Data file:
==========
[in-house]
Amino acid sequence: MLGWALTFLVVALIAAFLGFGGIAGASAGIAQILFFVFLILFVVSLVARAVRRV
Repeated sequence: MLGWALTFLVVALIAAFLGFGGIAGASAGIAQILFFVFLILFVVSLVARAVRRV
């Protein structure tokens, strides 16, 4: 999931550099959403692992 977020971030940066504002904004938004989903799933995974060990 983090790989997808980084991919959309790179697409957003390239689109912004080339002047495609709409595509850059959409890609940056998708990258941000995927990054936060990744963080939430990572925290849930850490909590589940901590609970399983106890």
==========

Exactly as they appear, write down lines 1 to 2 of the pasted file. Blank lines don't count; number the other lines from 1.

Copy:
[in-house]
Amino acid sequence: MLGWALTFLVVALIAAFLGFGGIAGASAGIAQILFFVFLILFVVSLVARAVRRV